as pethead says above, sports massage will be uncomfortable or even painful, i was a qualified therapist and it was very satisfying to give someone a sports massage.

    for me, cos working on a body with MUSCLES rather than not . . .  (enough said) and for the client, tho painful, the relief afterwards and the release of tension was fantastic.

    (sadly i cannot practice any more due to fingers giving out)

    i would go for sports massage even if not training! its painful but so satisfying. but it doesnt cure everything, some areas when inflamed should NOT be massaged.

    the injections in my bursitis (hip joint pain/trochanteric bursitis) were referred by gp to an orthopaedic chap; the recent one into my heel was via one gp who didnt do them to another gp in my own surgery.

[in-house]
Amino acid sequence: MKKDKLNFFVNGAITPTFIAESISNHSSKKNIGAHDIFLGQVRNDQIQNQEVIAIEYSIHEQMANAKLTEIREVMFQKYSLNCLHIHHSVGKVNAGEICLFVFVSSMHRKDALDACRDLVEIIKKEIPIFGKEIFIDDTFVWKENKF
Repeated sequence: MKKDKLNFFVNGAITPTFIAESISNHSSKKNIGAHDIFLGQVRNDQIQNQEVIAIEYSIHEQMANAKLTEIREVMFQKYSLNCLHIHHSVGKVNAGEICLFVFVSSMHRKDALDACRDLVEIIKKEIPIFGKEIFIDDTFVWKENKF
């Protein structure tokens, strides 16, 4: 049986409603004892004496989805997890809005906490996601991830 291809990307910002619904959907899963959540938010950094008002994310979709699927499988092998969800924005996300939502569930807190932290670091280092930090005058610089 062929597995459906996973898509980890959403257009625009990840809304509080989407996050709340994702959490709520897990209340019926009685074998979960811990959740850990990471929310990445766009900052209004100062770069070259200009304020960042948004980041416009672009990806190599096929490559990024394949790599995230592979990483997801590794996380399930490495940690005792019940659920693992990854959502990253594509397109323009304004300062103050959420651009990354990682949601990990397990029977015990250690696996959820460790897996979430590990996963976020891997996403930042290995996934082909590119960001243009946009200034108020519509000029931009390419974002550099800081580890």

the other thing, the physio you went to, if she was thru your gp referral, MAY feel unable to push you thru the pain barrier during massage, i say MAY cos i dont know how nhs therapists work with referred patients.

    a qualified private therapist MAY feel more confident that, in order to give you the full benefit of treatment they should talk you thru pain management during the treatment, in order to get you thru it. its a trust thing.

    good luck

  • Six PhysioSix Physio ✭✭✭

    Lots of good advice above...

    If you don't know what's causing it, despite what you do, it will return.

    Stretching is great for easing symptoms and as AB2 says if something is tight then it's equal and opposite muscle is not doing what it should be doing. This is where you need to gain stability - control of what you do (rather than strength).